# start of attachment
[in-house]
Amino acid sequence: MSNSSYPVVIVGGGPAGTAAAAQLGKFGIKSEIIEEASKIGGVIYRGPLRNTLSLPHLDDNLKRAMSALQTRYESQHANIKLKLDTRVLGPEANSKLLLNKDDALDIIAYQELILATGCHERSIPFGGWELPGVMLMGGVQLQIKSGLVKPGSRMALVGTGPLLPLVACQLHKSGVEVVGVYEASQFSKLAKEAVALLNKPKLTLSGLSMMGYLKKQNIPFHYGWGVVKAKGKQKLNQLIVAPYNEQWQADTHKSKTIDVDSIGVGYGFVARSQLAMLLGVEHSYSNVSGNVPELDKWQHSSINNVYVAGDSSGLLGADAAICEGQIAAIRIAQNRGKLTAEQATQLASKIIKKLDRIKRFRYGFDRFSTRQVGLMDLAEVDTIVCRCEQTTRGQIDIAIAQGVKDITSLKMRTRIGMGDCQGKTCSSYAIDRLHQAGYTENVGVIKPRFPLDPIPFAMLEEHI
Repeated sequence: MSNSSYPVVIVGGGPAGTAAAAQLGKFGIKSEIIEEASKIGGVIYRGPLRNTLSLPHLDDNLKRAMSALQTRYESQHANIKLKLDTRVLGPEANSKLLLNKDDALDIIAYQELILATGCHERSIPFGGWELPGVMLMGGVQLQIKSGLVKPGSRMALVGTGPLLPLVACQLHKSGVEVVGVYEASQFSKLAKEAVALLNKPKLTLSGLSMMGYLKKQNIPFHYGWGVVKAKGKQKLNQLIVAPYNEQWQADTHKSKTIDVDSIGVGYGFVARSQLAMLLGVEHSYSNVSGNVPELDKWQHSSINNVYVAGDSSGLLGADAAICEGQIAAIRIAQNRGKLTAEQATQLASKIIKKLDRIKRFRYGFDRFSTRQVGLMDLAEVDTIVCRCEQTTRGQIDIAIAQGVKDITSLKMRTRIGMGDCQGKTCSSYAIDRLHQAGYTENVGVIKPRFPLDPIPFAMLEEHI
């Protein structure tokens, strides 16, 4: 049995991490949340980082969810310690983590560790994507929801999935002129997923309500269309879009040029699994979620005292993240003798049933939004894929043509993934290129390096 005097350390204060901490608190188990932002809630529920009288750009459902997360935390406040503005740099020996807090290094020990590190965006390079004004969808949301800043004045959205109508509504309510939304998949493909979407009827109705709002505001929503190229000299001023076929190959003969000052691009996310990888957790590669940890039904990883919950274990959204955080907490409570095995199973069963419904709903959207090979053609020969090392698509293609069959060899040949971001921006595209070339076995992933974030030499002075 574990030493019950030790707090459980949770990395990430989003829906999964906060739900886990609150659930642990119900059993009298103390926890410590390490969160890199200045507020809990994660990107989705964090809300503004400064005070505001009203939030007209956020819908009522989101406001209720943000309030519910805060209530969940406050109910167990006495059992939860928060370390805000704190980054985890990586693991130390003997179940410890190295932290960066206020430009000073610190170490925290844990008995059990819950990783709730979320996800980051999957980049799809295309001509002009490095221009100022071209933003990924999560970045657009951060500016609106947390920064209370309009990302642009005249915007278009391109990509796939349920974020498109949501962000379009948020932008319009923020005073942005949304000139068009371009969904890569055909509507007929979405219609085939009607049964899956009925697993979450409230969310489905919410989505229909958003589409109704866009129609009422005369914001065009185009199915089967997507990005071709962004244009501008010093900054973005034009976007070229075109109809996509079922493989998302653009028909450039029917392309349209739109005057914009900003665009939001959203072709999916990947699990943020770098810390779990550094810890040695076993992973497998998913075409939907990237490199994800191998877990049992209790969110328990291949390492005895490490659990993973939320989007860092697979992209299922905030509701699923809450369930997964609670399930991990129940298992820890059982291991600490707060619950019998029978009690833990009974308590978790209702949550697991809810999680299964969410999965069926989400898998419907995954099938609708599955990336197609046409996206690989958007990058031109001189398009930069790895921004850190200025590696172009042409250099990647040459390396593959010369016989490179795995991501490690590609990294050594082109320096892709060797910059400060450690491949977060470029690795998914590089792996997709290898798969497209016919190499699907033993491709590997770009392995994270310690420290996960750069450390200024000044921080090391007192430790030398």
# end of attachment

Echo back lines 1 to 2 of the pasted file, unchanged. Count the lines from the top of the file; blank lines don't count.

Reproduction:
[in-house]
Amino acid sequence: MSNSSYPVVIVGGGPAGTAAAAQLGKFGIKSEIIEEASKIGGVIYRGPLRNTLSLPHLDDNLKRAMSALQTRYESQHANIKLKLDTRVLGPEANSKLLLNKDDALDIIAYQELILATGCHERSIPFGGWELPGVMLMGGVQLQIKSGLVKPGSRMALVGTGPLLPLVACQLHKSGVEVVGVYEASQFSKLAKEAVALLNKPKLTLSGLSMMGYLKKQNIPFHYGWGVVKAKGKQKLNQLIVAPYNEQWQADTHKSKTIDVDSIGVGYGFVARSQLAMLLGVEHSYSNVSGNVPELDKWQHSSINNVYVAGDSSGLLGADAAICEGQIAAIRIAQNRGKLTAEQATQLASKIIKKLDRIKRFRYGFDRFSTRQVGLMDLAEVDTIVCRCEQTTRGQIDIAIAQGVKDITSLKMRTRIGMGDCQGKTCSSYAIDRLHQAGYTENVGVIKPRFPLDPIPFAMLEEHI